In the beginning of June, the internationally renowned expert on Parkinson’s disease Prof. Dr. Rejko Krüger is starting his research in Luxembourg. Backed by a PEARL Grant from the Fonds National de la Recherche (FNR), Rejko Krüger will be working at both the Luxembourg Centre for Systems Biomedicine (LCSB) of the University of Luxembourg and the Centre Hospitalier de Luxembourg (CHL).
"For me, these are optimum conditions for conducting medically oriented basic research for the benefit of Parkinson’s disease patients," Rejko Krüger says: "I am really happy to be moving to Luxembourg." As a neurologist and neuroscientist, Krüger has until now been teaching at the University of Tübingen while also researching at the Hertie Institute for Clinical Brain Research and offering Parkinson’s patients the latest therapeutic methods such as deep brain stimulation at the University Hospital.
Parkinson’s disease has become an important focus of clinical and biomedical research in Luxembourg in recent years. "Along with the appointment of Prof. Krüger, we are establishing a treatment centre for neurodegenerative diseases," says CHL Director, Dr. Romain Nati. "Here, we will offer our Parkinson’s patients even better options for therapy in future, where the latest insights from basic research will be directly applied."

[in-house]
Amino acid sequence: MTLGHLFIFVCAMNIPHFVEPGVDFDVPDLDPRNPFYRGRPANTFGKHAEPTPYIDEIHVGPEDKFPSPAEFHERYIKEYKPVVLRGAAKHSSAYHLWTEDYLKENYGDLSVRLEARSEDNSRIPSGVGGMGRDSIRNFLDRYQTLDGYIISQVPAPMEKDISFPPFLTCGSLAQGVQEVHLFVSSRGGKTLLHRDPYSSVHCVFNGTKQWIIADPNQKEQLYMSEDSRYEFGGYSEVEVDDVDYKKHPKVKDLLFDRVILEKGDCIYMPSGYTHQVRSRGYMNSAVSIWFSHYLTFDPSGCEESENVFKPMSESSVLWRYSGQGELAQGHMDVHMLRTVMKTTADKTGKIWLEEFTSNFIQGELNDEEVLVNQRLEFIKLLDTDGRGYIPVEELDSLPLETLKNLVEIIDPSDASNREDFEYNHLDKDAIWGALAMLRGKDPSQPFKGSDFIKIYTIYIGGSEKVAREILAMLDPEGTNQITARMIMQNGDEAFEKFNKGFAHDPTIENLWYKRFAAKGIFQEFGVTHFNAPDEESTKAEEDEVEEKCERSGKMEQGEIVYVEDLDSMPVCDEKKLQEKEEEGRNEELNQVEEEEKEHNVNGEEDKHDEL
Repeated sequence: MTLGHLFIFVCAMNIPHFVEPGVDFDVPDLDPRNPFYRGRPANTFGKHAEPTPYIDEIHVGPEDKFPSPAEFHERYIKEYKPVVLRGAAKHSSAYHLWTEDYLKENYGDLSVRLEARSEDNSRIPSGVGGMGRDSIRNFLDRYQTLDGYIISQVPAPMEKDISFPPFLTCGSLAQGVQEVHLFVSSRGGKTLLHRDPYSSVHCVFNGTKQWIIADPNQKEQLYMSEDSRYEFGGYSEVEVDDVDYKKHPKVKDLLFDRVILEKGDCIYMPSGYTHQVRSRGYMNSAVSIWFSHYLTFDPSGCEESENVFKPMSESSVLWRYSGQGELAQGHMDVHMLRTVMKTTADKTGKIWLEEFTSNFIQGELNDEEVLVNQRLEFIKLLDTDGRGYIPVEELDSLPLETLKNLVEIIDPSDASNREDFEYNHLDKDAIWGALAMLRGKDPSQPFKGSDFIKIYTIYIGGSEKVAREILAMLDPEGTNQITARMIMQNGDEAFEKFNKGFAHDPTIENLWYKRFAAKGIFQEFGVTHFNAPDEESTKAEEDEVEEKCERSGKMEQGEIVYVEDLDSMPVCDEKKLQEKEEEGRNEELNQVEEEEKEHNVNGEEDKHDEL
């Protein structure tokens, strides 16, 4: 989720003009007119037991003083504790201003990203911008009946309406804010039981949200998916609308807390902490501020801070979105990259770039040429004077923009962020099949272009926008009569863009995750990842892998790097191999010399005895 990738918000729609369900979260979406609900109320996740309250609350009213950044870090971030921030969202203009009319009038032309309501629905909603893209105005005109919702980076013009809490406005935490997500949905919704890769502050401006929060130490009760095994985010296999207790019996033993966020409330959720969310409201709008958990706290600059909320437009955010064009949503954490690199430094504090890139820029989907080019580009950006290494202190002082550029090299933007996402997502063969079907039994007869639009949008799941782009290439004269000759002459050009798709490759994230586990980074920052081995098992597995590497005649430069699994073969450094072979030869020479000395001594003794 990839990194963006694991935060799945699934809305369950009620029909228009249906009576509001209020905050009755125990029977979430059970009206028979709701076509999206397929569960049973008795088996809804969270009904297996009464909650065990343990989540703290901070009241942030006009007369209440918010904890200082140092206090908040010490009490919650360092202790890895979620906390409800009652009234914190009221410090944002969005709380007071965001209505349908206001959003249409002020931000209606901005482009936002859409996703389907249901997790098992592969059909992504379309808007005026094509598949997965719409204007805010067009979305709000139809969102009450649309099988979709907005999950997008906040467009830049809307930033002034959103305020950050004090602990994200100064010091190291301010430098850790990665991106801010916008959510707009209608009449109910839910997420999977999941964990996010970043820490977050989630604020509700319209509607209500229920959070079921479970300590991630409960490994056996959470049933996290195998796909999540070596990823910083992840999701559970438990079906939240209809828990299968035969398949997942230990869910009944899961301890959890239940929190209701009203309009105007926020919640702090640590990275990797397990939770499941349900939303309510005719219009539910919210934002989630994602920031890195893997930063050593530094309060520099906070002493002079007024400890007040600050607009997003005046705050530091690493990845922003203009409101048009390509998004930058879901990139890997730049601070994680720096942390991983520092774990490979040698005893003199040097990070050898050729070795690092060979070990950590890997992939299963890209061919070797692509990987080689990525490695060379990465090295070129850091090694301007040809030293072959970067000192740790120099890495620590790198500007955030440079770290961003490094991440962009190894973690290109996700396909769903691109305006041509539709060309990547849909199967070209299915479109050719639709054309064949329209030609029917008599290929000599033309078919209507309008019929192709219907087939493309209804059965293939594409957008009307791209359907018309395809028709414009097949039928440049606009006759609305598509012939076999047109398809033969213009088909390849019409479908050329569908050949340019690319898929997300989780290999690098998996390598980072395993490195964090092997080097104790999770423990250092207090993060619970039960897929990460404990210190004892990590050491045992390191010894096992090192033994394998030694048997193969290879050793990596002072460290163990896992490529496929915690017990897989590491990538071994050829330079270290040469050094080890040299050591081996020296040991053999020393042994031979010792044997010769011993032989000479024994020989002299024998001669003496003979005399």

The researchers at LCSB have been conducting basic research on Parkinson’s for close to five years. LCSB Director, Prof. Dr. Rudi Balling, stresses how important it is to create a link between the clinic and basic research: "Clinicians know exactly what the patients need for good treatment and what the pertinent questions are, which we as researchers at LCSB can help to answer." Rejko Krüger shall now create a living bridge between the two domains. "This will yet again boost our capacity in Luxembourg quite substantially," Rudi Balling says with delight.
Rejko Krüger has set up a comprehensive clinical and basic scientific programme in Luxembourg, to which he will dedicate himself fully. "Rejko Krüger’s scientific excellence and his ambitious goals have impressed us, as a national research funding organisation," explains FNR Secretary General, Dr. Marc Schiltz: "With the PEARL Grant, he now has five million euros at his disposal over five years to realize his projects under optimum working conditions."
These projects include, for example, looking deep into the molecular mechanisms of Parkinson’s disease from a researching clinician’s perspective. "The conditions at LCSB are outstanding for this, because here I can find a unique, interdisciplinary research culture in which biologists, medical practitioners, mathematicians and computer scientists work hand in hand," Krüger enthuses. He will also be directly available for patients at CHL: "I will be offering consultations at CHL for Parkinson’s patients, so that patients can receive individual advice on options for treatment and, in the scope of trials, can actively contribute to the research of their disease."
Krüger intends to convey this knowledge to the laboratories of LCSB, where he, his team and other research groups can work on translating this knowledge into new approaches for diagnosis, prevention and therapy – for the benefit of patients in Luxembourg and around the world.